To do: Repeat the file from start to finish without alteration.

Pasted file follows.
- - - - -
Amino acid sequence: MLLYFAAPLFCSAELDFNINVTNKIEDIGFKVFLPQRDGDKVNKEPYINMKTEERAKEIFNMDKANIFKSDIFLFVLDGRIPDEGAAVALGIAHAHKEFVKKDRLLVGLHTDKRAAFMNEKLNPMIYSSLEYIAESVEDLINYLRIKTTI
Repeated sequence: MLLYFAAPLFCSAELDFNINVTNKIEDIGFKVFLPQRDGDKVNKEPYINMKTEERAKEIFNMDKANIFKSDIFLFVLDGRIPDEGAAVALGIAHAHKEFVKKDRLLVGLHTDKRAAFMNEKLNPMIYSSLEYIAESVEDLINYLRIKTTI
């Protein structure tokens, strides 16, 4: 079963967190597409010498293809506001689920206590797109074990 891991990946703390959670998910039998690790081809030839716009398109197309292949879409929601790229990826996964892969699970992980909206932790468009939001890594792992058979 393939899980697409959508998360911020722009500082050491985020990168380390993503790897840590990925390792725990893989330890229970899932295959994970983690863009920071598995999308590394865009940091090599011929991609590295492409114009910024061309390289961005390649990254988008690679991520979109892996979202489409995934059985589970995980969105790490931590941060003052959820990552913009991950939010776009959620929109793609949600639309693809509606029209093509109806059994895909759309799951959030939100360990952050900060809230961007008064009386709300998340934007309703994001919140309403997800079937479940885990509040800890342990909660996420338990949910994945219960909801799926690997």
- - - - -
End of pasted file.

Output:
Amino acid sequence: MLLYFAAPLFCSAELDFNINVTNKIEDIGFKVFLPQRDGDKVNKEPYINMKTEERAKEIFNMDKANIFKSDIFLFVLDGRIPDEGAAVALGIAHAHKEFVKKDRLLVGLHTDKRAAFMNEKLNPMIYSSLEYIAESVEDLINYLRIKTTI
Repeated sequence: MLLYFAAPLFCSAELDFNINVTNKIEDIGFKVFLPQRDGDKVNKEPYINMKTEERAKEIFNMDKANIFKSDIFLFVLDGRIPDEGAAVALGIAHAHKEFVKKDRLLVGLHTDKRAAFMNEKLNPMIYSSLEYIAESVEDLINYLRIKTTI
């Protein structure tokens, strides 16, 4: 079963967190597409010498293809506001689920206590797109074990 891991990946703390959670998910039998690790081809030839716009398109197309292949879409929601790229990826996964892969699970992980909206932790468009939001890594792992058979 393939899980697409959508998360911020722009500082050491985020990168380390993503790897840590990925390792725990893989330890229970899932295959994970983690863009920071598995999308590394865009940091090599011929991609590295492409114009910024061309390289961005390649990254988008690679991520979109892996979202489409995934059985589970995980969105790490931590941060003052959820990552913009991950939010776009959620929109793609949600639309693809509606029209093509109806059994895909759309799951959030939100360990952050900060809230961007008064009386709300998340934007309703994001919140309403997800079937479940885990509040800890342990909660996420338990949910994945219960909801799926690997």